News / Americas

Colombia Farmer Protests a Headache for Santos' Re-election Bid

Student demonstrators are seen during a protest supporting a nationwide agriculture strike in Bogota, Colombia, April 28, 2014.
Student demonstrators are seen during a protest supporting a nationwide agriculture strike in Bogota, Colombia, April 28, 2014.
Reuters
Farmers across Colombia began protests on Monday demanding the government enact reforms it promised last year, organizers said, demonstrations that could unsettle President Juan Manuel Santos as he runs for re-election in four weeks.

Colombian producers of coffee, potatoes, rice, tomatoes and other crops say the government has failed to alleviate indebtedness and regulate prices for inputs like fertilizer, among other measures they say were promised in August to end protests that turned violent.

The government argues it has been working on the reforms though some can be implemented only over the long term.

"It's a national day of protests by farmers across Colombia," said Victor Correa, spokesman for the Dignidad Cafetero coffee growers' protest movement. "We are complaining about the government not fulfilling the agreements of August last year."

He said peaceful protests were taking place in 15 of Colombia's 32 provinces though some of the groups were blocking roads. Participation this time was likely to be smaller because a near 70 percent increase in coffee prices since August has soothed the sector's anger, he said.

Nonetheless, it comes at a critical moment for Santos who is seeking a second four-year term in elections on May 25 as the demonstrations turn the spotlight on a sector that some believe has been neglected by the government.

Center-right Santos has said the protests are deliberately designed to damage his
Colombia's President Juan Manuel Santos speaks during a campaign rally in Bogota, April 28, 2014.Colombia's President Juan Manuel Santos speaks during a campaign rally in Bogota, April 28, 2014.
x
Colombia's President Juan Manuel Santos speaks during a campaign rally in Bogota, April 28, 2014.
Colombia's President Juan Manuel Santos speaks during a campaign rally in Bogota, April 28, 2014.
election campaign. If they escalate they could boost support for right-wing Oscar Ivan Zuluaga and the Green Alliance's Enrique Penalosa, his two main rivals.

Santos' popularity plunged to a record low of 21 percent immediately following last year's protests from above 50 percent months earlier. A poll this weekend by Ipsos Napoleon Franco showed Santos would likely win the election but need a second round.

Interior Minister Aurelio Irragori said the protests were peaceful and the only attempt to block a road was in a large coffee-growing province.

"In the rest of the country there have been some demonstrations by different sectors, all peaceful and without roadblocks," he said.

Protest organizers deny government accusations that the FARC rebels are behind the movement, which they say has clear and legitimate aims. Nonetheless, the government said it has proof the rebels have been trying to incite farmers to take part.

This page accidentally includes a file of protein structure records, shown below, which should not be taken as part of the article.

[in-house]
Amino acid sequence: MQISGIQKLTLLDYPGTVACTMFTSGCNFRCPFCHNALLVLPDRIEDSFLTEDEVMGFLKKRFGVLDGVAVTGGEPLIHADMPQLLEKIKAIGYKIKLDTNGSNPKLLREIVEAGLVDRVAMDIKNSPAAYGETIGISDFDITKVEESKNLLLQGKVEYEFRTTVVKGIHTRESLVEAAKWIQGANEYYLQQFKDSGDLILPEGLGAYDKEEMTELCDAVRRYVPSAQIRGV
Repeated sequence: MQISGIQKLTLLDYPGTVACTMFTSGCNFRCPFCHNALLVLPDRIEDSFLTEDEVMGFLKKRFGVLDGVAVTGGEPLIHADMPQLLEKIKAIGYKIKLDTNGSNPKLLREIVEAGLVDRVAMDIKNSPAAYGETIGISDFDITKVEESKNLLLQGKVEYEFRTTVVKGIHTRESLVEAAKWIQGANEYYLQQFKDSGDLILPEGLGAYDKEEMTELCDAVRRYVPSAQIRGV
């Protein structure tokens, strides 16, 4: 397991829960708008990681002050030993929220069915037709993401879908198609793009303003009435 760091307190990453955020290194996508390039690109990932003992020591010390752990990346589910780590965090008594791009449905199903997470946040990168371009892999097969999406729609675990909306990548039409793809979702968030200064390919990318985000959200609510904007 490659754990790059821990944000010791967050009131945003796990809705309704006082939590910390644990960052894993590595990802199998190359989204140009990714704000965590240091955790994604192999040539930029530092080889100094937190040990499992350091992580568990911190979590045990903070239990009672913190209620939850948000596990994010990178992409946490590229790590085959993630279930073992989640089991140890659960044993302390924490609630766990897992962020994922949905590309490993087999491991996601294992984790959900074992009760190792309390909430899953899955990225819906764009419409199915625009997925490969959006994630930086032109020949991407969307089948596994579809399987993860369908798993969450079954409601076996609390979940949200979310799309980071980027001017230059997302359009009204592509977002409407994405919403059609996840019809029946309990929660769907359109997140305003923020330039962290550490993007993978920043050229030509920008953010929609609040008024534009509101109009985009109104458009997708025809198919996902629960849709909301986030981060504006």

The FARC, or Revolutionary Armed Forces of Colombia, have been engaged in peace talks with the government over the last 17 months in a bid to end a conflict that has stretched 50 years.

FARC negotiator Rodrigo Granda denied the group was involved but said it backed the protests in principle.

Correa of the coffee farmers' protest movement said producers were due to meet with Agriculture Minister Ruben Dario Lizarralde later on Monday. The ministry has released press statements in recent days highlighting the attention the government has been giving to the sector.

Last year's protests turned violent as the armed forces used tear gas to end road blockades that cut off food supplies to some towns. The protests culminated with demonstrations in a main square in the capital Bogota. Students joined the protests and smashed shop windows.

You May Like

Taliban's New Leader Says Jihad Will Continue

Top US Afghan diplomat also meets with Pakistani, Afghan officials following news of Mullah Omar's death More

Video US Landmark Pushes Endangered Species

People gathered in streets, on rooftops in Manhattan to see image highlights that covered 33 floors of Empire State Building More

World’s Widest Suspension Bridge Being Built Over Bosphorus

Once built, Yavuz Sultan Selim Bridge will span 2 kilometers with about 1.5 kilometers over water, and will be longest suspension bridge in world carrying rail system More

Featured Videos

Your JavaScript is turned off or you have an old version of Adobe's Flash Player. Get the latest Flash player.
Iraqi Yazidis Fear Death of Their Communityi
X
Sharon Behn
August 03, 2015 2:23 PM
A year ago on August 3, Islamic State militants stormed the homelands of Iraq’s Yazidi minority, killing hundreds of men and enslaving thousands of women. The scenes of desperate Yazidi families crowding on the top of Sinjar mountain without food or water spurred Kurdish fighters into action, an emergency airlift and the start of the U.S. airstrike campaign against the Islamic State Sunni extremists. VOA's Sharon Benh reports from northern Iraq.
Video

Video Iraqi Yazidis Fear Death of Their Community